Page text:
Scandinavian Identities in Classical Hollywood Cinema
- PUBLISHED: July 2015
- SUBJECT LISTING: Scandinavian Studies, Film and Media Studies
- BIBLIOGRAPHIC INFORMATION: 224 Pages, 6 x 9 in, 41 illus.
- SERIES: New Directions in Scandinavian Studies
- ISBN: 9780295996868
- Publisher: University of Washington Press
Nordic Exposures explores how Scandinavian whiteness and ethnicity functioned in classical Hollywood cinema between and during the two world wars. Scandinavian identities could seem mutable and constructed at moments, while at other times they were deployed as representatives of an essential, biological, and natural category. As Northern European Protestants, Scandinavian immigrants and emigres assimilated into the mainstream rights and benefits of white American identity with comparatively few barriers or obstacles. Yet Arne Lunde demonstrates that far from simply manifesting a normative unmarked whiteness, Scandinavianness in mass-immigration America and in Hollywood cinema of the twentieth century could be hyperwhite, provisionally off-white, or not even white at all.
Lunde investigates key silent films, such as Technicolor's The Viking (1928), Victor Sjostrom's He Who Gets Slapped (1924), and Mauritz Stiller's Hotel Imperial (1927). The crises of Scandinavian foreign voice and the talkie revolution are explored in Greta Garbo's first sound film, Anna Christie (1930). The author also examines Warner Oland's long career of Asian racial masquerade (most famously as Chinese detective Charlie Chan), as well as Hollywood's and Third Reich Cinema's war over assimilating the Nordic female star in the personae of Garbo, Sonja Henie, Ingrid Bergman, Kristina Soderbaum, and Zarah Leander.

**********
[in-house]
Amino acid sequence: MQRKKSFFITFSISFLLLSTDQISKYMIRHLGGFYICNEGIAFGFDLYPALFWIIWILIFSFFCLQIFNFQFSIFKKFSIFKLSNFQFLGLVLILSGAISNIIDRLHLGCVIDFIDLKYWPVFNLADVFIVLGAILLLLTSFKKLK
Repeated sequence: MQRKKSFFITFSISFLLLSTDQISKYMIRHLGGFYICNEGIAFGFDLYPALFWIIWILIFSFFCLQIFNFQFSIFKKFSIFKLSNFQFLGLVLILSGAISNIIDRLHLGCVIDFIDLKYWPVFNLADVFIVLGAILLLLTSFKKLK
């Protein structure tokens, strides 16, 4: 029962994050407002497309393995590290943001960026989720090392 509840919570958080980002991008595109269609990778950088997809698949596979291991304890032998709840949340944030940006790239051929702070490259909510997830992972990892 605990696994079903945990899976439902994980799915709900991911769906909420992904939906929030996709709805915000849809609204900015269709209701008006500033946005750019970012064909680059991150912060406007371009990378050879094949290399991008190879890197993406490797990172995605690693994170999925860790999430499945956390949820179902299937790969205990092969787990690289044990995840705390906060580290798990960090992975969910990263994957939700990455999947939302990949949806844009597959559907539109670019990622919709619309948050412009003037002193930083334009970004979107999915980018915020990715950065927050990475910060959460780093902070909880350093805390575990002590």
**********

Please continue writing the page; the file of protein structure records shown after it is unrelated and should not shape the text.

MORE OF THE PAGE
Authors & Contributors
Arne Lunde is assistant professor of Scandinavian studies at UCLA.
1. Racializing Vinland: The Nordic Conquest of Whiteness in Technicolor’s “The Viking”
2. Scandinavian/American Whiteface: Ethnic Whiteness and Assimilation in Victor Sjostrom’s “He Who Gets Slapped”
3. Hotel Imperial: The Border Crossings of Mauritz Stiller
4. Garbo Talks: Scandinavians, the Talkie Revolution, and the Crisis of Foreign Voice
5. Charlie Chan is Swedish: The Asian Racial Masquerades and Nordic Otherness of Warner Oland
6. Two-Faced Women: Hollywood’s and Third Reich Cinema’s War for the Nordic Female Star
Nordic Exposures is a revealing and often amusing examination of racial questions where we least expect them to arise.- Agust Guomundsson, Scandinavian-Canadian Studies
This study does more than extend to another group the already voluminous literature condemning Hollywood's treatment of minorities. . . . Lunde concentrates on a more intriguing issue: the way Scandinavian identity conveyed a cluster of concepts about whiteness.- Choice